On Friday, July 10, the Guilford County Historic Preservation Commission announced that, on Tuesday, July 21, at a 5 p.m. meeting at the Guilford County Agricultural Center at 3309 Burlington Road in Greensboro, the commission will debate whether to award the designation of historic landmark to several area buildings.
The commission will also decide proposed renovation matters for some structures that have already achieved historic status.
The global pandemic may have slowed many things down this summer, but the Historic Preservation Commission will have a packed agenda at the meeting as it decides on matters related to a number of the well-known structures including the old Blue Bell Company Plant in Greensboro and the J.H. Adams hotel in High Point.
The owners of the Blue Bell building are seeking a “Landmark Designation” for that structure, while the owners of the scenic J.H. Adams Inn at 1108 North Main St. in High Point want to enclose the existing exterior courtyard space with “an addition that bridges the gap between the original 1918 structure and the 2001 South Wing addition.”
Yet another request the commission members will hear that night will affect Country Club Apartments at 1700 N. Elm St. in Greensboro. That request is to replace some windows, including the removal of the existing steel casement on windows that have single-glass glazing.
Also on the agenda are public hearings over Landmark Designations for three Greensboro houses: the Haithcock House at 815 Pearson St., the Lyon Leak House at 909 N. Elm St. and the Hackney-Foust House at 921 Spring Garden St.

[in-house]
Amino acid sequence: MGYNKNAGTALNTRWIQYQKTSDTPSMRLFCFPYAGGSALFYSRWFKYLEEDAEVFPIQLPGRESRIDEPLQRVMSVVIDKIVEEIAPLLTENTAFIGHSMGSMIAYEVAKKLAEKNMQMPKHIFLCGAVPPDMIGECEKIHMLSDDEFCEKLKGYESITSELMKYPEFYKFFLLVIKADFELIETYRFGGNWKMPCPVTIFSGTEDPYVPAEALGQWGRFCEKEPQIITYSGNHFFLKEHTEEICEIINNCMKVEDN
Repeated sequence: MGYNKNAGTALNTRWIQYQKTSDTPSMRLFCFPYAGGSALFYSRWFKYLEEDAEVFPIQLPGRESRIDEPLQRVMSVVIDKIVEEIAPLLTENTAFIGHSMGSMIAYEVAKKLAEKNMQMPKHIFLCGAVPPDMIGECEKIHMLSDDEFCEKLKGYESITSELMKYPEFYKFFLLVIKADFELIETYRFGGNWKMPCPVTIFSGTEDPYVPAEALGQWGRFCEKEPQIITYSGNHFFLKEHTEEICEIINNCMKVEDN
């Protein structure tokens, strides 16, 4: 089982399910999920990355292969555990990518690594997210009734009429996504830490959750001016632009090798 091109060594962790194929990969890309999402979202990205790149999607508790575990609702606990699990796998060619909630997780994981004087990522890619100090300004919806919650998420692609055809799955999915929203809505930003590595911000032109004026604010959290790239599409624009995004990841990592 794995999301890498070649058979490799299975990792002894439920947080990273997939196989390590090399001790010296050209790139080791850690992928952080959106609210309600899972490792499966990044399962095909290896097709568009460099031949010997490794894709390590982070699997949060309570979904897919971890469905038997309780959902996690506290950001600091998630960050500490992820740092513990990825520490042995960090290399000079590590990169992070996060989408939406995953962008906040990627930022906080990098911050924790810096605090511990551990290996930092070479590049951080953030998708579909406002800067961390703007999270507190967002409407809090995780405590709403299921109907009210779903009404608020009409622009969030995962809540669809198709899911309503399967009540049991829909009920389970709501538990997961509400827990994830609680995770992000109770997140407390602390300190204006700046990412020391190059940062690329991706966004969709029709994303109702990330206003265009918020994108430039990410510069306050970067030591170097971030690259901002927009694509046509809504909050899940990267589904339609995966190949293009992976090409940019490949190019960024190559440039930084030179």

The agenda on July 21 will also include decisions on “Certificates of Appropriateness” to allow changes at the Historic Market Square – Tomlinson Chair Manufacturing – at 305 W. High Ave. in High Point. That request involves the replacing 56 operable windows and 13 fixed wood windows on the historic building.
Also, the owners of the Julian Price House at 301 Fisher Park Circle in Greensboro are requesting to add new columns, while the owners of the Latham-Baker House, at 412 Fisher Park Circle in Greensboro, are requesting to remove a large tree from the property.
What’s the point of a Historic Landmark Committee if any group can decide on their own to tear down a historic landmark because they decide they don’t like it anymore or make a new one just because? Inquiring minds want to know.
There is no justice. Whatever the govt wants to do, they will do, laws be damned. Go ahead and sue us, if you can afford the time and expense. We’ve got oodles of barristers in the box. What you got?